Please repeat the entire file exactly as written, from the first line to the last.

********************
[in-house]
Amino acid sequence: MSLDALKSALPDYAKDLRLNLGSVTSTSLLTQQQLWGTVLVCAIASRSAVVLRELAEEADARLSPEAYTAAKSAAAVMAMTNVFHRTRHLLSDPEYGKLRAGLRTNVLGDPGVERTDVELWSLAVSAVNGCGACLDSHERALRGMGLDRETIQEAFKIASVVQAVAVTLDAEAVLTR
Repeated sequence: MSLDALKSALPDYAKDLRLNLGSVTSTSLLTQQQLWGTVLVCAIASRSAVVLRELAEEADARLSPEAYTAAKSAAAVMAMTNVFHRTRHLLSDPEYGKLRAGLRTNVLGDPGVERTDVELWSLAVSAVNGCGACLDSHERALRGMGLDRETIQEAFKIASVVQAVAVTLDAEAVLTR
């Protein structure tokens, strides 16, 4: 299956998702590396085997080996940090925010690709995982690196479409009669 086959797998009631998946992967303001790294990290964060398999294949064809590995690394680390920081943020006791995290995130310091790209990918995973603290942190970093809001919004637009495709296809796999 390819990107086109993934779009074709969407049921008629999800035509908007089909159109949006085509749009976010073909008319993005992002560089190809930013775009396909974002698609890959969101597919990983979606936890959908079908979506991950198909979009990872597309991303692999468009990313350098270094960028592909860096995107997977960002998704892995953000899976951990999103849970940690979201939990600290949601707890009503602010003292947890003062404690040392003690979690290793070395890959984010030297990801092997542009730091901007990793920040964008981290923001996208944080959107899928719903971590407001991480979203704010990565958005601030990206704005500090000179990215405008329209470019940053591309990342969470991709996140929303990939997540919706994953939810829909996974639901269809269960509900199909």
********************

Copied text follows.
[in-house]
Amino acid sequence: MSLDALKSALPDYAKDLRLNLGSVTSTSLLTQQQLWGTVLVCAIASRSAVVLRELAEEADARLSPEAYTAAKSAAAVMAMTNVFHRTRHLLSDPEYGKLRAGLRTNVLGDPGVERTDVELWSLAVSAVNGCGACLDSHERALRGMGLDRETIQEAFKIASVVQAVAVTLDAEAVLTR
Repeated sequence: MSLDALKSALPDYAKDLRLNLGSVTSTSLLTQQQLWGTVLVCAIASRSAVVLRELAEEADARLSPEAYTAAKSAAAVMAMTNVFHRTRHLLSDPEYGKLRAGLRTNVLGDPGVERTDVELWSLAVSAVNGCGACLDSHERALRGMGLDRETIQEAFKIASVVQAVAVTLDAEAVLTR
């Protein structure tokens, strides 16, 4: 299956998702590396085997080996940090925010690709995982690196479409009669 086959797998009631998946992967303001790294990290964060398999294949064809590995690394680390920081943020006791995290995130310091790209990918995973603290942190970093809001919004637009495709296809796999 390819990107086109993934779009074709969407049921008629999800035509908007089909159109949006085509749009976010073909008319993005992002560089190809930013775009396909974002698609890959969101597919990983979606936890959908079908979506991950198909979009990872597309991303692999468009990313350098270094960028592909860096995107997977960002998704892995953000899976951990999103849970940690979201939990600290949601707890009503602010003292947890003062404690040392003690979690290793070395890959984010030297990801092997542009730091901007990793920040964008981290923001996208944080959107899928719903971590407001991480979203704010990565958005601030990206704005500090000179990215405008329209470019940053591309990342969470991709996140929303990939997540919706994953939810829909996974639901269809269960509900199909």